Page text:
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NHTSA turns to technology to reduce truck and bus rollover accidents

Rollover accidents do not occur on the roads as much as other accidents do. However, even though they account for only three percent of all motor vehicle accidents across the nation, they represent 33 percent of fatalities for passenger vehicle occupants, according to the Insurance Institute for Highway Safety. They are particularly dangerous when trucks or larger vehicles are involved. To address this problem, the National Highway Traffic Safety Administration (NHTSA) has recently passed new regulations designed to reduce rollovers in bus and truck accidents.

Agency turns to technological solution

The new regulations call for a technological solution to the rollover problem. Under the regulations, buses and trucks must be installed with electronic stability control (ESC) technology by 2019. ESC reduces the risk of rollovers by detecting when a vehicle loses traction or control. Once this occurs, ESC automatically activates the brakes on specific wheels, assisting the driver in regaining control.

ESC technology may sound familiar to you if you have recently purchased a car, since the NHTSA has required this in new passenger vehicles since 2012. However, up until the present day, it was not required in larger vehicles. If these new regulations were not implemented, the NHTSA estimates that only 33 percent of large trucks and 20 percent of buses would have this type of technology.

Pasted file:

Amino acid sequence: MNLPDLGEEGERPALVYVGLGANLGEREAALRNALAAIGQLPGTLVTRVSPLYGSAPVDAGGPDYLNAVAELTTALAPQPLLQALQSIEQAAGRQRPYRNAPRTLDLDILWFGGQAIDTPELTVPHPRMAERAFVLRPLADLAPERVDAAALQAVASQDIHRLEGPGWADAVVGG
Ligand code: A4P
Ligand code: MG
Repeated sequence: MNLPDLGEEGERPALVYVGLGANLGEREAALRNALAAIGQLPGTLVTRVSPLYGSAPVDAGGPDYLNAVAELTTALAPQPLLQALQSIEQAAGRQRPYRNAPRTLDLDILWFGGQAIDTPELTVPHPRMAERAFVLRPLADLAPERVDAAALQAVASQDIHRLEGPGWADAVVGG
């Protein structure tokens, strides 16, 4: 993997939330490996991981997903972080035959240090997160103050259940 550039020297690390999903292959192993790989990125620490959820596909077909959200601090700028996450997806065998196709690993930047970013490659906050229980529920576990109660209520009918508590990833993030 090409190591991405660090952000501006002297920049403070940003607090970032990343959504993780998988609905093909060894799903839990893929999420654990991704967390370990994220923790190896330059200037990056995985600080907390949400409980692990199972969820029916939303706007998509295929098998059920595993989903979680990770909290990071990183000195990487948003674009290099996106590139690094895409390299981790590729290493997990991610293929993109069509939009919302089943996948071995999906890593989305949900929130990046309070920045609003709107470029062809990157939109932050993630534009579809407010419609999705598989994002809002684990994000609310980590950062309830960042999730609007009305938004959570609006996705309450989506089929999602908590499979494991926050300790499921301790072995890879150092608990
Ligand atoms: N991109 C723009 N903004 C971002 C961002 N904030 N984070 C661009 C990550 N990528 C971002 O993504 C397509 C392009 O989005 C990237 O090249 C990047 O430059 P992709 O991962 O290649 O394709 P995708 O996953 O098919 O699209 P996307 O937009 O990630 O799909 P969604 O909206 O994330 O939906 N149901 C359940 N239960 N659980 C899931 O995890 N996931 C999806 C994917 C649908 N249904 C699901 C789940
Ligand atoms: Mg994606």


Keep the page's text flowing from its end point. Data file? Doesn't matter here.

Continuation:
When the regulations become fully effective, it is estimated that it will bring a wealth of safety benefits. The NHTSA estimates that they will reduce the number of rollover incidents not initiated by collisions by at least 50 percent. Overall, this will result in an estimated reduction of 1,700 rollover accidents each year, saving at least 649 motorists annually from the catastrophic injuries (and untold number of deaths) that often follow.

According to the NHTSA, the regulations will be implemented in stages between now and 2019. Starting in August 2017, ESC technology must be installed on every new three-axle tractor-trailer. Older heavy trucks and buses will need to have ESC installed at certain intervals, depending on the weight of the vehicle. Unfortunately, this means that the maximum safety benefits will not be achieved until all trucks have the technology in 2019.

If in an accident, get professional advice

Although some rollovers are true "accidents" that are caused by external factors that cannot be avoided, many are caused because the driver or trucking company was negligent. In some cases, speeding, poor maintenance, use of drugs or alcohol, driver fatigue or distraction, or improper loading may be the cause of the rollover.

As the presence of negligence is not always obvious, it is important to contact an experienced personal injury attorney as soon as possible following an accident involving a truck or bus. With over a century in combined experience in helping those injured by negligence in motor vehicle accidents, the law firm of Miller, Rosnick, D'Amico, August & Butler, P.C. is well positioned to evaluate and investigate your claim, ensuring that you receive fair and adequate compensation from the responsible parties.